Indulged in the Internet
Confession #3: A study commissioned by ComScore found that out of the 25.5 million Canadian Internet users, nearly 100% of them went online daily!
The Internet is an infinite dopamine loop; it is essentially limitless in terms of the information, connectivity and pleasure it provides us. It is the primary outlet of everything: communication, entertainment, education, business and productivity. It is the connection between computers, Smartphones, and tablets. I personally find it compelling because the Internet has the power to connect every individual on the planet. Currently, my one roommate is in Australia, while another is in Spain – the Internet has allowed me to stay connected with them, whether it is communicating via Skype, viewing their Instagram photos or checking their Twitter status updates (a.k.a. it’s hard not to be addicted when you’re connected!)
Nearly 80% of the North American population are Internet users. Due to the Internet’s convenience and high accessibility, we have become sucked into a digital realm where we yearn to be connected online. Internet Addiction Disorder (IAD) is a fairly recent diagnosis that is a behavioural infatuation to the web. It has opened a door for further addictions such as online gambling, gaming sites or pornography. I personally find myself struggling with my online shopping addiction, why go to the mall when I can shop out of the comfort of my home, in my pj’s, with a glass of wine in hand?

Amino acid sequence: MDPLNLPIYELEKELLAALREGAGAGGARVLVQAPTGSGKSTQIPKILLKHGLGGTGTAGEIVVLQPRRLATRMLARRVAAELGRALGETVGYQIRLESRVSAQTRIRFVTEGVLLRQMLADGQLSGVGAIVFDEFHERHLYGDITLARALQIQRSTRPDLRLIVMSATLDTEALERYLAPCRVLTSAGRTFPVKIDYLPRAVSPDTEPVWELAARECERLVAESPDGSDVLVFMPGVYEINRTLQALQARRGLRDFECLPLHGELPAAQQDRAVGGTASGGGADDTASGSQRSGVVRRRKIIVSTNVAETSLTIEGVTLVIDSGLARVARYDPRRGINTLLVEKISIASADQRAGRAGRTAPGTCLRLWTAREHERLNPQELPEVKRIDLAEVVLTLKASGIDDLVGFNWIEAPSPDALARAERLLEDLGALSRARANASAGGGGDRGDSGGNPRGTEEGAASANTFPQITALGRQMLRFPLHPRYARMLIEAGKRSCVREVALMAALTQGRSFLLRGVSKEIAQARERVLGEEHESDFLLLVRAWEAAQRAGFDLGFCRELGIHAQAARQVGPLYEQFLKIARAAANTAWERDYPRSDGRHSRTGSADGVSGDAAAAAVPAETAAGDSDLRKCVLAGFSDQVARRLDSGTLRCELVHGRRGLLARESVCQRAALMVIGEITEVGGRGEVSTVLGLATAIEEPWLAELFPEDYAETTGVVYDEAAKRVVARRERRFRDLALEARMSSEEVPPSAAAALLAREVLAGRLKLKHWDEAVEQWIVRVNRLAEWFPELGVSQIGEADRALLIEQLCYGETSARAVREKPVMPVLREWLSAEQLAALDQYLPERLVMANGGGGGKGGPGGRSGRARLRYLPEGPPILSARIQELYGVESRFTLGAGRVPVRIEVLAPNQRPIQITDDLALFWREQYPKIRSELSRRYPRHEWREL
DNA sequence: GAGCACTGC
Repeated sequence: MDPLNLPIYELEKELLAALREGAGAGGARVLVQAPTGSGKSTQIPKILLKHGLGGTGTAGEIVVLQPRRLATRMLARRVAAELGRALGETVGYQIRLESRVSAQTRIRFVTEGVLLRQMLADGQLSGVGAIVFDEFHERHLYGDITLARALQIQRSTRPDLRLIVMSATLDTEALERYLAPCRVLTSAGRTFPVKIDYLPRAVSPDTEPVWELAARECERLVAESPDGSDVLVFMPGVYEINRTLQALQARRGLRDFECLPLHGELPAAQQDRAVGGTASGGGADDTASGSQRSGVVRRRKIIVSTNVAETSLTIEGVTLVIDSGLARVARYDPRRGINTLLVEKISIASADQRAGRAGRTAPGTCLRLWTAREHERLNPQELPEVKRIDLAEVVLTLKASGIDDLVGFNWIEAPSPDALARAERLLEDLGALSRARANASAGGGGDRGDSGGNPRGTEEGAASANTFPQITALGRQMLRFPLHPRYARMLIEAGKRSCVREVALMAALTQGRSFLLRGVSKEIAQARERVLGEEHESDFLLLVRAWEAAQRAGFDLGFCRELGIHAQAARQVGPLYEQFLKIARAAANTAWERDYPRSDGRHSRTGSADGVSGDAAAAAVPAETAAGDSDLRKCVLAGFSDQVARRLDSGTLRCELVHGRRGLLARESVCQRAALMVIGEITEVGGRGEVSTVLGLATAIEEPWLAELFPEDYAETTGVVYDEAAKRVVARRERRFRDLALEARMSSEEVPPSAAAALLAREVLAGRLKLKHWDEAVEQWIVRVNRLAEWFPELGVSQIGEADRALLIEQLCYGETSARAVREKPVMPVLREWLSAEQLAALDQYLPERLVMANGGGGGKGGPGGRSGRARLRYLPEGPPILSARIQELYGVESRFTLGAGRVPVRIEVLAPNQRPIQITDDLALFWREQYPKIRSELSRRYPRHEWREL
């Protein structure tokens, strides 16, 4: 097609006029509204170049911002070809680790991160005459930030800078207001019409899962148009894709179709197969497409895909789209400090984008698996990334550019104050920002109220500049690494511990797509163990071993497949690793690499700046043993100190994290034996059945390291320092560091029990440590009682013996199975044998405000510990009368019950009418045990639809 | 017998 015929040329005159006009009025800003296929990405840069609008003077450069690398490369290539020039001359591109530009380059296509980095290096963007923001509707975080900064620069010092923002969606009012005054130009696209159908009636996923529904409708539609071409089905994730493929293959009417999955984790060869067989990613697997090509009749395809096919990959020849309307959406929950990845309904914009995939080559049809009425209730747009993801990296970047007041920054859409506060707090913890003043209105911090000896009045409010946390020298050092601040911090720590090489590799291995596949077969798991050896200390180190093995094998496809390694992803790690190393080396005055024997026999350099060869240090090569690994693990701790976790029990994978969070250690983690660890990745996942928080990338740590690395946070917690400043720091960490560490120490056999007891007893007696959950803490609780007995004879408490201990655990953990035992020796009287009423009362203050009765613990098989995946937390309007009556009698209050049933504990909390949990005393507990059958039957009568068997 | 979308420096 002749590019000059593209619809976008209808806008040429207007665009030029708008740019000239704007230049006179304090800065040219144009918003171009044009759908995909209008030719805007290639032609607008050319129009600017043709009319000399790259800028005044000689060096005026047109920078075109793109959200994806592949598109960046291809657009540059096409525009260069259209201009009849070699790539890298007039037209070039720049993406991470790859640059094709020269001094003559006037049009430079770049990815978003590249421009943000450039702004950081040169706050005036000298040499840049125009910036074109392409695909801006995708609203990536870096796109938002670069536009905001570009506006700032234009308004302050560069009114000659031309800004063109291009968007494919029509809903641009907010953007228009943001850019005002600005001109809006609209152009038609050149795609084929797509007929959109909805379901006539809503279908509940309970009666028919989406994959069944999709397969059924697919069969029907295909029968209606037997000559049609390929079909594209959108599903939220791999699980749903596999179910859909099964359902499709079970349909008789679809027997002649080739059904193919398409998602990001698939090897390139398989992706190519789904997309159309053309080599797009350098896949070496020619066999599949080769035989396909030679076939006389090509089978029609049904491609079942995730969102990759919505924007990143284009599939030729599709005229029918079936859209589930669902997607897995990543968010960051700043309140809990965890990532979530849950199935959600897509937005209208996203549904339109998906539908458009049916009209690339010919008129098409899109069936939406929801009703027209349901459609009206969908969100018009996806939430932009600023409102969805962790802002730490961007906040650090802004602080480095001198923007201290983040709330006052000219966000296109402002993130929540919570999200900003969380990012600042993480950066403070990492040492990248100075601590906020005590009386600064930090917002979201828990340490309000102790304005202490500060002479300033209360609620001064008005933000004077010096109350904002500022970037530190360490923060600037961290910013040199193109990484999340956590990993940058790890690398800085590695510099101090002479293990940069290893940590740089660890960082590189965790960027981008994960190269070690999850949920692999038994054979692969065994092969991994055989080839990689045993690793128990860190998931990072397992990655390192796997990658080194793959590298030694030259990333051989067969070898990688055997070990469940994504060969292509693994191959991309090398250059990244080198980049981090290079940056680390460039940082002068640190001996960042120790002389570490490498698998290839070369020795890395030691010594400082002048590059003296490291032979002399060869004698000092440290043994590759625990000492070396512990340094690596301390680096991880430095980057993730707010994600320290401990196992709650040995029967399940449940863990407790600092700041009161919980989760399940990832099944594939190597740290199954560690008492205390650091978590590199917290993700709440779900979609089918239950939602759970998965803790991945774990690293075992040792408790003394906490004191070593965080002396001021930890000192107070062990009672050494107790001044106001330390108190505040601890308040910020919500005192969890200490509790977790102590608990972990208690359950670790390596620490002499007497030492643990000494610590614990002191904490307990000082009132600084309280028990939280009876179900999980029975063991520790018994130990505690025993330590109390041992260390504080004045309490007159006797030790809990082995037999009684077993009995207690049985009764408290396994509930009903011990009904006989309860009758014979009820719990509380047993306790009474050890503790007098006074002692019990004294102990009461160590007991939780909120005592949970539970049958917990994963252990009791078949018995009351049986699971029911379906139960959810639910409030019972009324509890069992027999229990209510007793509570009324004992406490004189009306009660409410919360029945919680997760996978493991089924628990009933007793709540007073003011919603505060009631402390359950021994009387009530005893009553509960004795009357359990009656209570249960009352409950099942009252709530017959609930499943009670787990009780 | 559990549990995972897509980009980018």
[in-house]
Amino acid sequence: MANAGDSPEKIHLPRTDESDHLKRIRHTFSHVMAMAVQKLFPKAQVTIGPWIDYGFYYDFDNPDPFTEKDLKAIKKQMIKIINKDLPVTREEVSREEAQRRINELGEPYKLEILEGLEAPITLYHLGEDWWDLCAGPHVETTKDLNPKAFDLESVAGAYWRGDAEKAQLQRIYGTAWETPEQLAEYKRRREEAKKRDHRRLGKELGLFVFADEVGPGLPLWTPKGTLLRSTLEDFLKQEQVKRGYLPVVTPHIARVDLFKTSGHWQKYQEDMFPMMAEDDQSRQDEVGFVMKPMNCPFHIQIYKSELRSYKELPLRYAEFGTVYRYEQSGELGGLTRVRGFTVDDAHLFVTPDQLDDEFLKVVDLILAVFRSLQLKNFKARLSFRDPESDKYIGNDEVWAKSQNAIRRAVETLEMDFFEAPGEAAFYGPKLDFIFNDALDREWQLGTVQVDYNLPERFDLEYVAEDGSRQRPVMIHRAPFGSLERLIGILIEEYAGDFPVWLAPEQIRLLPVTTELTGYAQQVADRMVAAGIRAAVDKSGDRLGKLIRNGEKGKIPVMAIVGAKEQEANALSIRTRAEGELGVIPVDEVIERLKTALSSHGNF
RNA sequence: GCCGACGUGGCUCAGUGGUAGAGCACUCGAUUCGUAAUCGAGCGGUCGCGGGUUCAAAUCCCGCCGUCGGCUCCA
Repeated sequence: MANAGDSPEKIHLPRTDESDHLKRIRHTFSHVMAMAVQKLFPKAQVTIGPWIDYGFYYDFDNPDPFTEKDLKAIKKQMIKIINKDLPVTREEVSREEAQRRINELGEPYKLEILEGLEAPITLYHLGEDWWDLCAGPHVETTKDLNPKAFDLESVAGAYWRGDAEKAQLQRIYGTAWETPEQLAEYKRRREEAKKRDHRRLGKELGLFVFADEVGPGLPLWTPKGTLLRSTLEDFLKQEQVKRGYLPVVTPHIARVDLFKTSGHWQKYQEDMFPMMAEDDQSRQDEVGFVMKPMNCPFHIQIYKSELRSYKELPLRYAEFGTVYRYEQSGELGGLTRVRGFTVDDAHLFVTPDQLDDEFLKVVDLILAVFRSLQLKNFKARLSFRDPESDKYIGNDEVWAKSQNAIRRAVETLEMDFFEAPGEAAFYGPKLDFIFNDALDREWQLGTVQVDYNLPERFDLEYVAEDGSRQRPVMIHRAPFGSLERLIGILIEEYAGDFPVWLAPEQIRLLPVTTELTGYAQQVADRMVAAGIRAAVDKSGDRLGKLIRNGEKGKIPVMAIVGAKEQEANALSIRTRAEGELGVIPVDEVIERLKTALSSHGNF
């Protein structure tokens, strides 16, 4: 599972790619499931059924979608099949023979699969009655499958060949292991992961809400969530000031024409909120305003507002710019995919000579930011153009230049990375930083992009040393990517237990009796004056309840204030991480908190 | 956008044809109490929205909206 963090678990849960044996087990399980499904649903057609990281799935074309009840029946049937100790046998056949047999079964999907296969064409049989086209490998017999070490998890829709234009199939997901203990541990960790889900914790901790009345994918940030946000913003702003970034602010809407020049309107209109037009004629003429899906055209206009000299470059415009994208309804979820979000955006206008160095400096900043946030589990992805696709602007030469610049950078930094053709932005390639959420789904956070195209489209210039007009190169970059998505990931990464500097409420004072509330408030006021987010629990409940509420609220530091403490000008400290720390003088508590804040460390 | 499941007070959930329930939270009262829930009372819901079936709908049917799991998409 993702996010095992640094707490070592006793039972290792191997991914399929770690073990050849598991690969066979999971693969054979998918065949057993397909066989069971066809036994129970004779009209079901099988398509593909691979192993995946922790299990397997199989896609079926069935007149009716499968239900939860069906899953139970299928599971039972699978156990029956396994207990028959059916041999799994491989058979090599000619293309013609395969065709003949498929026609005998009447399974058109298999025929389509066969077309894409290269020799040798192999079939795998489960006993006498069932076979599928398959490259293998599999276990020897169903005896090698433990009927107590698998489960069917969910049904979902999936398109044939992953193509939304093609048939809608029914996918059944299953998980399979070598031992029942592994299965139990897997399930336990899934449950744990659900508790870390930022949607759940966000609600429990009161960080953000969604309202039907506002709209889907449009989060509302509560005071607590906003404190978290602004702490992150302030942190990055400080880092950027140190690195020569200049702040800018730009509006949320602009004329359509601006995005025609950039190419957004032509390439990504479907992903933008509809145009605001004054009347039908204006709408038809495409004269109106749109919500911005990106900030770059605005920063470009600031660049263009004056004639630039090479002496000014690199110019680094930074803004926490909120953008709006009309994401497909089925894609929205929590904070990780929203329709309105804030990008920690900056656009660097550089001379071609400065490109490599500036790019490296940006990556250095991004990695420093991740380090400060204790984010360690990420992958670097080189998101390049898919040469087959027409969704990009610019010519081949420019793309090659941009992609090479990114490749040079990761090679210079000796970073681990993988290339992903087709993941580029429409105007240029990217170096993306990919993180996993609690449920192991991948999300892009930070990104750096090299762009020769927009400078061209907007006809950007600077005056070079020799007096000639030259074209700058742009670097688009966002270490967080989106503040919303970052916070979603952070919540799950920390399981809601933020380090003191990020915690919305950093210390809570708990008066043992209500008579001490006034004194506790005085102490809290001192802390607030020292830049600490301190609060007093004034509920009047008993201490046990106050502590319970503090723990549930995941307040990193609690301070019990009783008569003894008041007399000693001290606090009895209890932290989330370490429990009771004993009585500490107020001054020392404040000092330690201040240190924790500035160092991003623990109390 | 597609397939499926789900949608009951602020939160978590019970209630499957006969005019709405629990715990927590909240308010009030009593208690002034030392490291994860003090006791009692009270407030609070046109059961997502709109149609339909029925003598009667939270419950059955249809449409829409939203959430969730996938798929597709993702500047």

The most recent innovation and obsession in our current era is the social media world. It has removed privacy from our lives completely. No doubt, if you have a Facebook account you also have a Twitter, Instagram, LinkedIn, Foursquare and Pinterest account – and more social media sites are continuing to generate. What is the purpose? Why do we feel the need to be connected online on every aspect? The answer is clear to me… we are all addicted to technology.
…time for a Technology intervention?
Many would argue that technology addiction does not exist on the same level as alcohol or drugs, however, it is becoming increasingly more apparent that our era craves technology. Never before would you imagine that our world would become so profound to digital dependency. The need for digital devices has made society more vulnerable to reality – we are unable to adequately function without our connection to the digital world. Perhaps a digital detox is needed to restore our balance. However, in my opinion, a majority of us are too far invested in our addiction to technology that no solution to reverse its effects seems feasible.